The Government are still trying to blackmail the House by insisting that the choice is between the Prime Minister’s rotten deal and no deal at all. That claim is simply not true; revocation is still an option. We hope to amend the Bill to make that perfectly clear. I commend my hon. and learned Friend Joanna Cherry for the part she played in confirming that point in a court case on which Her Majesty’s Government spent £150,000 of our money; they sent lawyers to the European Court just to tell it that the Government did not have a view on the matter under discussion, which seemed a good use of money.
Ironically, in the long term, possibly the best way to get the Brexit that people actually voted for would be to stop this insane process and start all over again before it is too late. I was disappointed that Labour did not fully support a motion that my right hon. Friend Ian Blackford put forward that would have done that. I hope that Labour accepts that that was a mistake, and will support a similar motion if they get the chance. Our concern is that the Bill leaves too much in the hands of a Prime Minister who cannot be trusted to get anything right; we will seek to get that amended as well.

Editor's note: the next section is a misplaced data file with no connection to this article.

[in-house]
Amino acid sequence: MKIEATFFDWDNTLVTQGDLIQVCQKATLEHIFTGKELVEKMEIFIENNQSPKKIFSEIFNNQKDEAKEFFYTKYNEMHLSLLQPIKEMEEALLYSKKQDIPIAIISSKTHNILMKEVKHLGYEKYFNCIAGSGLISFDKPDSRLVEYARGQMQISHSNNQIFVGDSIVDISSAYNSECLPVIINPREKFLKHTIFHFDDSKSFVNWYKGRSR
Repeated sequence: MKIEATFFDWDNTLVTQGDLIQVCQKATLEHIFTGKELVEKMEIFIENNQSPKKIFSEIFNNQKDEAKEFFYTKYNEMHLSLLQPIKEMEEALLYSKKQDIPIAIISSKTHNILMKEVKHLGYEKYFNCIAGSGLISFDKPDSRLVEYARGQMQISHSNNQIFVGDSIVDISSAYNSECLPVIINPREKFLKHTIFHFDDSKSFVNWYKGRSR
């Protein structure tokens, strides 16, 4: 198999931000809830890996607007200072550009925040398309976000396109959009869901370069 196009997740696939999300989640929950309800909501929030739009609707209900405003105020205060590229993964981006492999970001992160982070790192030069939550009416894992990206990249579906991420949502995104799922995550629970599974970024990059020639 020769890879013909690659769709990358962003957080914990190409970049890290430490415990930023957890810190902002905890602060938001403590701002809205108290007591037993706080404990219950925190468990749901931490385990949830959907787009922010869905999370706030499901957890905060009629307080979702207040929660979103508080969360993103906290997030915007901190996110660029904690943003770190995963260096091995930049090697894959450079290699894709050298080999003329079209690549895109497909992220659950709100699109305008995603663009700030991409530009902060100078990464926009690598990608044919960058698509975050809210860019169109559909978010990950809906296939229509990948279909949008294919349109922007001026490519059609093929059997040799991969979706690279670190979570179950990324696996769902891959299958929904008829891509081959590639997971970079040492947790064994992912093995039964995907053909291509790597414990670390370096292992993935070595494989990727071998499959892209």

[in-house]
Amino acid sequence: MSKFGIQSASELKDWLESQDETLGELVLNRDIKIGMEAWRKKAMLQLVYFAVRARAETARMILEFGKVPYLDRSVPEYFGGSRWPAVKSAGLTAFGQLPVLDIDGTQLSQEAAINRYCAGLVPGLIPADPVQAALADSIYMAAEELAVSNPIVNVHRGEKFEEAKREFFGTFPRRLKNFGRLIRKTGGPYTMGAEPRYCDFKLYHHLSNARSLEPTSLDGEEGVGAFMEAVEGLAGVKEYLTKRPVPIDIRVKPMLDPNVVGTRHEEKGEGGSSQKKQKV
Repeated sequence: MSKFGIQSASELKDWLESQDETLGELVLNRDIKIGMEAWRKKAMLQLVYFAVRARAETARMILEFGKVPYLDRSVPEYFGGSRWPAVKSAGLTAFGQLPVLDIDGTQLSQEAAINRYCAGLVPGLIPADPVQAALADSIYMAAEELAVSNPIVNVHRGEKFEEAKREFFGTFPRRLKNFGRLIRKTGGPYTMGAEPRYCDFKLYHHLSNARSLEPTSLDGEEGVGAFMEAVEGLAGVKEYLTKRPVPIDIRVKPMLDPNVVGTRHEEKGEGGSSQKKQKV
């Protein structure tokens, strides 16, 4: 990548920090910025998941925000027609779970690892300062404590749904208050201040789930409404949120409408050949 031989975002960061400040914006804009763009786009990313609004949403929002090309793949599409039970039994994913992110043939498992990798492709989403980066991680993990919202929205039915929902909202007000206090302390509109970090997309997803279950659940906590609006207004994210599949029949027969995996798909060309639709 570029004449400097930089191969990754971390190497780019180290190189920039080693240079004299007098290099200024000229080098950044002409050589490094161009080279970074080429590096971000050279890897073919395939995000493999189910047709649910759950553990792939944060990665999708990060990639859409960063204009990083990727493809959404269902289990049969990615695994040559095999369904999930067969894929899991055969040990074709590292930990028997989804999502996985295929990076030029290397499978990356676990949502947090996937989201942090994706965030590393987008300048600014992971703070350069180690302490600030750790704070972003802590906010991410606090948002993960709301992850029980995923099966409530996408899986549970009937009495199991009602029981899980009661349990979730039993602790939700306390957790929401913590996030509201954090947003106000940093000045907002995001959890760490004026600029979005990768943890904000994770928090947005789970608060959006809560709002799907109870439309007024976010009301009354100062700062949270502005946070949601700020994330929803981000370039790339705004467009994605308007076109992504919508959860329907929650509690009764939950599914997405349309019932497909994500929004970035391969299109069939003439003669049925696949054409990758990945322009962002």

We need a clear reason for the extension, and that will dictate how long the extension has to be. Our preference would be for an extension to allow a people’s vote—not a rerun of the 2016 referendum, but a different vote on a different question. If the Government were confident that their withdrawal agreement had the support of the people, they would not run away so quickly from the chance to give people a say.
Earlier this afternoon, my right hon. Friend the Member for Ross, Skye and Lochaber held up a copy of “Scotland’s Place in Europe” in the House, and it was howled down by the Conservatives. They can laugh at it, but Scotland’s place is in Europe, and Scotland will retain its proper place as a full, sovereign member of the family of European nations.